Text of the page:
* The naming operator is operator.
* Set the Union to left, indicating that when the operator has the same priority, it combines the order of operators from left to right.
* Set priority to 140, which is the same priority as Int addition, which can be viewed in Swift language reference (https://developer.apple.com/library/mac/documentation/Swift/Conceptual/Swift_Programming_Language/Expressions.html#//apple_ref/doc/uid/TP40014097-CH32-XID_720.
The code in the second part is similar to what you saw earlier. It adds the two arrays one by one. Add the following code to your playground to test this new operator:
Var sumArray = [1, 2, 3] Values [1, 2, 3]
You will see the same result as the previous overload method, but this time you have an operator with different semantics.
Bonus Round!
Now you know how to create a custom operator. It's time to challenge yourself. You have created a merge operator to execute the addition of vectors. Therefore, use the current knowledge to create a merge operator and use similar methods to subtract two arrays. Do your best to view the following answers.
Infix operator {associatificleft precedence 140}
Func evaluate (left: [Int], right: [Int])-> [Int] {
Var minus = [Int] (count: left. count, repeatedValue: 0)
Assert (left. count = right. count, "vector of same length only ")
For (key, v) in enumerate (left ){
Minus [key] = left [key]-right [key]
Return minus
Var subtractionArray = [1, 2, 3] Values [1, 2, 3]

Remember similar Operators
If you define a new operator, do not forget to define any related operators.
For example, the plus operator (+ =) combines the plus and value assignment operators to form an operator. Since your new operator is syntactically the same as the addition operator, a good method is to define an addition or equal operator.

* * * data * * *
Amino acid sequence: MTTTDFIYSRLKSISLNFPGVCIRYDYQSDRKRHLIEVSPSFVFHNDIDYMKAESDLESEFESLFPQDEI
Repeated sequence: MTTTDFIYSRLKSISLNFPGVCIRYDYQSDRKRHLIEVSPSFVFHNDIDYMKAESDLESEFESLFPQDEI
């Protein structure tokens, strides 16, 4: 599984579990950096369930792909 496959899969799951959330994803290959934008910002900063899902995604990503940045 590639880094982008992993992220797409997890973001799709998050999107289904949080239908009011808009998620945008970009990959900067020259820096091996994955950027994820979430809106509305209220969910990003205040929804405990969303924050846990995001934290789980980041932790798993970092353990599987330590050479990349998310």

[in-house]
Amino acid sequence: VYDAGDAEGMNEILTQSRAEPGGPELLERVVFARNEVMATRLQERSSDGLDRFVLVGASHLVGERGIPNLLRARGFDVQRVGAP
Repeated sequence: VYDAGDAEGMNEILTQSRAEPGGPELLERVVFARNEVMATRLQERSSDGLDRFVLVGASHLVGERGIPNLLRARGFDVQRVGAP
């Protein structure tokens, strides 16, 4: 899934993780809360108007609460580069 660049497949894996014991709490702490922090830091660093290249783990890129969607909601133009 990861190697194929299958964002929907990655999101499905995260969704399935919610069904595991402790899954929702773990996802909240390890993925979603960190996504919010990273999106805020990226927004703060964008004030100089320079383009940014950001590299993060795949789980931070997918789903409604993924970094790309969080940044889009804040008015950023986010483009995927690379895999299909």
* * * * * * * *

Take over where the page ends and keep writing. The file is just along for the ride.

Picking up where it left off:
Add the following code to Operator2.playground:
Infix operator = {associatificleft precedence 140} // 1
Func outputs = (inout left: [Int], right: [Int]) {// 2
Left = left outer right
The first line is declared like the except operator, which uses a combination operator.
Note that in the second line, the input parameter on the left of the combined operator is declared as inout, which indicates the value of this parameter and will be directly modified inside the operator method. As a result, this operator does not need to return a value. It directly modifies your input value.
Add the following code in your playground to test whether the operator runs as you want.
You will see the following output in the console:
[3, 5, 7]
Now, it's not difficult to define your own operators.

Is not just a type definition Operator
Now you want to define a vector addition operator for decimal places.
One way is to reload a new operator for Double and Float according to the method of overloading the operator for Int. It is only a few lines of code, but you must use copy/paste. If you are like me-code cleanliness-copying code is not your first choice, it will make your code difficult to maintain.
Use generics to save
Fortunately, Swift generics can help you implement this function. If you need to review Swift's Generics, find our previous article Swift Generics Tutorial (http://www.raywenderlich.com/82572/swift-generics-tutorial ).
To have a clean context, we create a playground. Add the following code to your playground: